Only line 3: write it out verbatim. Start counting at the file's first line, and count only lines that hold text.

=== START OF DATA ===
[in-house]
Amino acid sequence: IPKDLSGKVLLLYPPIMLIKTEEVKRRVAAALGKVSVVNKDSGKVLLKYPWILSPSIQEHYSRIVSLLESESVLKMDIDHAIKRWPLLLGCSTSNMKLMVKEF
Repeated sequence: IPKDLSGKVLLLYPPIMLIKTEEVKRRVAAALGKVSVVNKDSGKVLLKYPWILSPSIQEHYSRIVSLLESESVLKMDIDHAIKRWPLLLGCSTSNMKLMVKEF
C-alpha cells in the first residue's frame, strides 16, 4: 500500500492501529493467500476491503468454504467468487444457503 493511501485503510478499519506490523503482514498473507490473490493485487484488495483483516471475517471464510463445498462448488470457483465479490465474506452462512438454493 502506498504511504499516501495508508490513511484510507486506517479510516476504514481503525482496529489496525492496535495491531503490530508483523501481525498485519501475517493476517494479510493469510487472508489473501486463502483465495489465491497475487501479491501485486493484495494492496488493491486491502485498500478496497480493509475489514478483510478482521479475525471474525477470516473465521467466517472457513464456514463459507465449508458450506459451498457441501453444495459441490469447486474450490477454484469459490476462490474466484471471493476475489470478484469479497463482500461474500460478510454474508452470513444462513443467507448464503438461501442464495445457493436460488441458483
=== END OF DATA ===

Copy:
Repeated sequence: IPKDLSGKVLLLYPPIMLIKTEEVKRRVAAALGKVSVVNKDSGKVLLKYPWILSPSIQEHYSRIVSLLESESVLKMDIDHAIKRWPLLLGCSTSNMKLMVKEF